• Resident cladding action groups: UK Cladding Action Group, Manchester Cladiators, Leeds Cladding Scandal, Birmingham Leaseholder Action Group, London Cladding Action Group, Liverpool Cladiators, One Housing Action Group, Homeowners of L&Q, Richmond House Residents and others
  • A collective of lawyers representing Grenfell Tower families at the public inquiry
  • The Sunday Times
  • Shelter
  • Fire Brigades Union
  • Royal Institute of British Architects
  • Chartered Institute of Housing
  • National Housing Federation
  • Unison
  • National Leasehold Campaign
  • Leasehold Knowledge Partnership
  • Engage Liverpool
  • Federation of Private Residents Associations
  • Institute of Residential Property Management

Individuals and experts:

  • TV presenter Kevin McCloud
  • TV presenter Phil Spencer
  • Architect George Clarke
  • Actor and comedian Kathy Burke
  • Actor Carey Mulligan
  • Singer/songwriter Marcus Mumford
  • Hip hop artist and campaigner Lowkey
  • West Midlands Police and Crime Commissioner, Simon Foster
  • Actor Ross Mullan (Game of Thrones)
  • Leilani Farha, dormer UN special rapporteur for housing
  • Jonathan Evans, chief executive of Ash & Lacy
  • Building Safety Register co-founder Matt Hodges-Long
  • Professor Sue Bright
  • Executive coach Gill Kernick
  • Safety consultant Stephen MacKenzie
  • Safety consultant Phil Murphy
  • Architect Francis Maria Peacock
  • Chris Blythe OBE, former chief executive of the CIOB
  • Solicitor Giles Peaker


  • Andy Street, metro mayor of West Midlands (Conservative)
  • Sadiq Khan, mayor of London (Labour)
  • Andy Burnham, mayor of Greater Manchester (Labour)
  • Steve Rotheram, metro mayor of Liverpool City Region (Labour)
  • Mike Amesbury MP, shadow housing minister (Labour)
  • Matthew Pennycook MP (Labour)
  • Kim Johnson MP (Labour)
  • Shabana Mahmood MP (Labour)
  • Liam Byrne MP (Labour)
  • Ian Byrne MP (Labour)
  • Abena Oppong-Asare MP (Labour)
  • Margaret Hodge MP (Labour)
  • Ruth Cadbury MP (Labour)
  • Apsana Begum MP (Labour)
  • Rushanara Ali MP (Labour)
  • Sam Tarry MP (Labour)
  • Mohammed Yasin MP (Labour)
  • Lucy Powell MP (Labour)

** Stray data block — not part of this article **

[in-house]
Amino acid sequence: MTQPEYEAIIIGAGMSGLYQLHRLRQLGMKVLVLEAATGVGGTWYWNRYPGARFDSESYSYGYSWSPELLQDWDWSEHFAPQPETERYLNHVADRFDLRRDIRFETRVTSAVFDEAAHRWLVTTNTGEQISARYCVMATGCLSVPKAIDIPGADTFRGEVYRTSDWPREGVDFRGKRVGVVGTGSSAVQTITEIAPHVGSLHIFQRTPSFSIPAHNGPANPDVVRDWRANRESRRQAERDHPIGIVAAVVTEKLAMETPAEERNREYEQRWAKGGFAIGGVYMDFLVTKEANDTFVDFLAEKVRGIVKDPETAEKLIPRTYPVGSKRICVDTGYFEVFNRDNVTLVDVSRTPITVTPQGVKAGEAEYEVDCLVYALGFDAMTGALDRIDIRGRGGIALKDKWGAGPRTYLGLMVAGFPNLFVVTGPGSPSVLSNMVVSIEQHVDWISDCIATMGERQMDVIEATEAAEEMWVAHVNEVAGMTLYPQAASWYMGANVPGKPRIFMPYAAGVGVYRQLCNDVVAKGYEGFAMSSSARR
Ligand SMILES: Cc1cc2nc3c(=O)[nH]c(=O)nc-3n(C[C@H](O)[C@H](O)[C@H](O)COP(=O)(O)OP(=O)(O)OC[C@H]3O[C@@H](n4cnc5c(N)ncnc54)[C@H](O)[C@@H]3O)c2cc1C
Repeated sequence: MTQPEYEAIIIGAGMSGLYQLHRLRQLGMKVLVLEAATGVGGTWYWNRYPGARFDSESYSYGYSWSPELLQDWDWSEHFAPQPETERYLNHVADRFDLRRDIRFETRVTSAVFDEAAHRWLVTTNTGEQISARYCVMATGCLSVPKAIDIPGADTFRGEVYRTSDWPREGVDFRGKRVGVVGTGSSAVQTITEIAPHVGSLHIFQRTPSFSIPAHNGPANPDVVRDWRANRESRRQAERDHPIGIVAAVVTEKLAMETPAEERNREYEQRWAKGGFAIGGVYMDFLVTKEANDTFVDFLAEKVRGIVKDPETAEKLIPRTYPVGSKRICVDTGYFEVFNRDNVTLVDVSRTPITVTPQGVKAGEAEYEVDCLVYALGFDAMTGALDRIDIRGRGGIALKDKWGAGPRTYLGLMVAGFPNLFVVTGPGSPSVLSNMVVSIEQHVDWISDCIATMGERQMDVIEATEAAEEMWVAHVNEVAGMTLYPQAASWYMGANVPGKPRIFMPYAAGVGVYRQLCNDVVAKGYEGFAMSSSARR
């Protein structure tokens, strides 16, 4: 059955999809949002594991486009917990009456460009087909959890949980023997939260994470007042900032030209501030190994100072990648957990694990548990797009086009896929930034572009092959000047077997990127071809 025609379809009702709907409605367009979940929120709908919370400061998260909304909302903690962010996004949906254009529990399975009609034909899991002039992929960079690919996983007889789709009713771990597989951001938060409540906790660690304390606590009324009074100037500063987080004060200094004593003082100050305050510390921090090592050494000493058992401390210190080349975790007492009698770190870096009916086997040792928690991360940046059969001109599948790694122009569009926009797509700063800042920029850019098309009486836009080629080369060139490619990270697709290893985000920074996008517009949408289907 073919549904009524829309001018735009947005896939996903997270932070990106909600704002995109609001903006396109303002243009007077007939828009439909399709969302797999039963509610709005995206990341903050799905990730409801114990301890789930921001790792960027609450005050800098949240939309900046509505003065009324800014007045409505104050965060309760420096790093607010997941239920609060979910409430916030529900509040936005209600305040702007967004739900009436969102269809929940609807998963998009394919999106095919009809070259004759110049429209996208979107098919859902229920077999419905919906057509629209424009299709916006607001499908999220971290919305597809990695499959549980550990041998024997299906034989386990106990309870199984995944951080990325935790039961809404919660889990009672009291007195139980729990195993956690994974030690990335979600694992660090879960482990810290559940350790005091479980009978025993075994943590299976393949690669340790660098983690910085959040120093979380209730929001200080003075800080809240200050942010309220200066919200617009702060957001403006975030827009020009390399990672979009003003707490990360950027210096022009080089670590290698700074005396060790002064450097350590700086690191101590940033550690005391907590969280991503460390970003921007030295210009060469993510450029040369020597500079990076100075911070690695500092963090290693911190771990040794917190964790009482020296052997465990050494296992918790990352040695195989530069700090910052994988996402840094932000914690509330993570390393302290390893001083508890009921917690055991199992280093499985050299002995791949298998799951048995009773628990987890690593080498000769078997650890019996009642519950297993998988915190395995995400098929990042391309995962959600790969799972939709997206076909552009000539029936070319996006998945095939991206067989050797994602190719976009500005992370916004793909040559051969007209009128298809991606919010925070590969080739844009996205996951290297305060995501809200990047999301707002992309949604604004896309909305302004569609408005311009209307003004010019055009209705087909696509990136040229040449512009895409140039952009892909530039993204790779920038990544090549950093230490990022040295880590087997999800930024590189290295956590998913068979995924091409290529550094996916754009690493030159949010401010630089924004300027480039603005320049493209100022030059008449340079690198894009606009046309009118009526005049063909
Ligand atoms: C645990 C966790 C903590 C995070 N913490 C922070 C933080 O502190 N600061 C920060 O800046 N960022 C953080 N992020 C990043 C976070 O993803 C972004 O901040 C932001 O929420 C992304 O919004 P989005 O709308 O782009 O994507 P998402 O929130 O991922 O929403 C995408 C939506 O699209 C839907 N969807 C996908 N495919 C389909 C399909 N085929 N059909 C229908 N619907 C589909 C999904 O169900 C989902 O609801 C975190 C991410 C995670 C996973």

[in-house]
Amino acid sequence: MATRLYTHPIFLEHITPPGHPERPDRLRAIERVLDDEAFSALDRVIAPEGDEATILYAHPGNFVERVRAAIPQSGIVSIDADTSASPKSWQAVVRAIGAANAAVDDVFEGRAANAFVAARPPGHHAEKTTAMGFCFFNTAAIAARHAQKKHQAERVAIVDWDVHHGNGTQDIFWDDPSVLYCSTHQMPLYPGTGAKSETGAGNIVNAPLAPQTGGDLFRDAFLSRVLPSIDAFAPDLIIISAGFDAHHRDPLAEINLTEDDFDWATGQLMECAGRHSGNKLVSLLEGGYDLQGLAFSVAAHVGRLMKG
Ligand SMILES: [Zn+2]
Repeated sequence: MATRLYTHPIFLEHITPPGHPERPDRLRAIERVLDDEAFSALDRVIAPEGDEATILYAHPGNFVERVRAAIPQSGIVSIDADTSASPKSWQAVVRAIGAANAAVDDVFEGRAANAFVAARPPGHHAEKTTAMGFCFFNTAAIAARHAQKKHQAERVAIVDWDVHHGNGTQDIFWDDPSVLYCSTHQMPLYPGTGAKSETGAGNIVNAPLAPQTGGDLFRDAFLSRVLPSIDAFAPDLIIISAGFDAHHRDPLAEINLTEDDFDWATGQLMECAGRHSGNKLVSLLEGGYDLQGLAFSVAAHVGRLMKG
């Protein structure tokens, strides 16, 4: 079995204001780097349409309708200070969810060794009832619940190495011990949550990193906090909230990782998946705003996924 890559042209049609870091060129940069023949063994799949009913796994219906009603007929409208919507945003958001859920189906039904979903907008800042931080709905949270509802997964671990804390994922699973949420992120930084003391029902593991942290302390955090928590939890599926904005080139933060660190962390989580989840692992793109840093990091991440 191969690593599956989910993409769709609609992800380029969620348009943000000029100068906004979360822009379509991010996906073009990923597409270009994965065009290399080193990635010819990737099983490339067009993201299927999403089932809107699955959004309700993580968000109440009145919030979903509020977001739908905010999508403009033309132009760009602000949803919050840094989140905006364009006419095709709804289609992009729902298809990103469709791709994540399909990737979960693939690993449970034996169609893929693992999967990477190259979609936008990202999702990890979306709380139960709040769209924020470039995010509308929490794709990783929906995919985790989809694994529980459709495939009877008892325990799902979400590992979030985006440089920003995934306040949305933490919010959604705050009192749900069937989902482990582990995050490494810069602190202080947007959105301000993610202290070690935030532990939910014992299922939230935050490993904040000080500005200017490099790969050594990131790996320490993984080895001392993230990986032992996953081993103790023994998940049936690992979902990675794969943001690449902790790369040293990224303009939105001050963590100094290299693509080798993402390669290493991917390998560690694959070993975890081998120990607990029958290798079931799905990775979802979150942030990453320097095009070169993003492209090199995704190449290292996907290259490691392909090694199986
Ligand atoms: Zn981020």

• Rebecca Long-Bailey MP (Labour)
  • Justin Madders MP (Labour)
  • Florence Eshalomi MP (Labour)
  • Sam Terry MP (Labour)
  • Jeff Smith MP (Labour)
  • Mohammed Yasin MP (Labour)
  • Meg Hillier MP (Labour)
  • Bell Ribeiro-Addy MP (Labour)
  • Feryal Clark MP (Labour)
  • John Cruddas MP (Labour)
  • Virendra Sharma MP (Labour)
  • Graham Stringer MP (Labour)
  • Diane Abbott MP (Labour)
  • Andrew Mitchell MP (Conservative)
  • Sir Peter Bottomley MP (Conservative)
  • Bob Neil MP (Conservative)
  • Bob Blackman MP (Conservative)
  • Anne Marie Morris MP (Conservative)
  • Stephen McPartland MP (Conservative)
  • Matthew Offord MP (Conservative)
  • Kevin Hollinrake MP (Conservative)
  • Stephen Hammond MP (Conservative)
  • Daisy Cooper MP (Liberal Democrat)
  • Christine Jardine MP (Liberal Democrat)
  • Sarah Olney MP (Liberal Democrat)
  • Jamie Stone MP (Liberal Democrat)
  • Caroline Lucas MP (Green)
  • Lord Young of Cookham (Conservative)

  • Lord Bourne of Aberystwyth (Conservative)
  • Lord Gary Porter of Spalding (Conservative, former chair of the Local Government Association)
  • Lord Shipley OBE (Liberal Democrat)
  • Lord Stunnell OBE (Liberal Democrat)
  • Baroness Jones of Moulsecoomb (Green)
  • Baroness Finlay of Llandaff (Crossbench)
  • Cllr Sir Richard Leese, leader of Manchester Council (Labour)
  • Cllr Ian Ward, leader of Birmingham Council (Labour)
  • Philip Glanville, mayor of Hackney (Labour)
  • Paul Dennett, mayor of Salford (Labour)
  • Sian Berry AM (Green)
  • Caroline Pidgeon AM (Liberal Democrat)
  • Tom Copley AM, deputy mayor for housing (Labour)
  • Leonie Cooper AM (Labour)
  • Murad Qureshi AM (Labour)
  • Andrew Dismore AM (Labour)
  • Neil McEvoy MS (Labour)
  • Cllr Jonathan Bartley (Green, co-leader)
  • Cllr Douglas Johnson (Green)
  • Cllr Suzanne Richards (Labour)
  • Cllr Liz Clements (Labour)
  • Cllr Maria Toolan (Labour)
  • Cllr Christine Banks (Labour)
  • Cllr Nick Small (Labour)
  • Cllr Geoff Barraclough (Labour)
  • Cllr Paul Dimoldenberg (Labour)
  • Cllr Martin Whelton (Labour)
  • Cllr Jon Connor-Lyons (Labour)
  • Cllr Sam Wheeler (Labour)
  • Cllr Marcus Johns (Labour)
  • Cllr Adam Hug (Labour)
  • Cllr Tony Belton (Labour)
  • Cllr Zena Brabazon (Labour)
  • Cllr Sara Conway (Labour)
  • Cllr Mary Daly (Labour)
  • Cllr Thomas Stephens (Labour)
  • Cllr Krupesh Hirani (Labour)
  • Cllr Sarah Bogle (Labour)
  • Cllr Darren Paffey (Labour)
  • Cllr Joan Davies (Labour)
  • Cllr Sem Moema (Labour)
  • Cllr Shama Tatler (Labour)
  • Cllr Johnson Situ (Labour)
  • Cllr Anne Clarke (Labour)
  • Cllr Leo Pollak (Labour)
  • Cllr James Roberts (Vice Chair of Merseyside Fire and Rescue Authority) (Labour)
  • Cllr Annette Wright (Labour)
  • Cllr Ken Wood (Conservative)
  • Cllr Meirion Jenkins (Conservative)
  • Cllr Robert Alden (Conservative)
  • Cllr Peter Golds (Conservative)
  • Cllr Michael Rutherford (Conservative)
  • Cllr Edward Gretton (Conservative)
  • Cllr Anton Georgiou (Liberal Democrat)
  • Cllr Jayne McCoy (Liberal Democrat)
  • Cllr Rabina Khan (Liberal Democrat)
  • Cllr Ruth Dombey (Liberal Democrat)
  • Cllr Anthony Fairclough (Liberal Democrat)
  • Cllr Hina Bokhari (Liberal Democrat)
  • Cllr Jenny Batt (Liberal Democrat)
  • Cllr Ben Andrew (Liberal Democrat)
  • Cllr Andrew Wood (independent, former Conservative)

End Our Cladding Scandal: what our supporters say

End Our Cladding Scandal: what our supporters say

Mayor of London, Sadiq Khan: “The Grenfell Tower fire should have been the tragic wake-up call ministers needed to improve building safety. Instead, more than three years on, thousands of Londoners continue to live in unsafe accommodation, dealing with the stress and uncertainty of building owners dragging their feet and the government failing to take responsibility.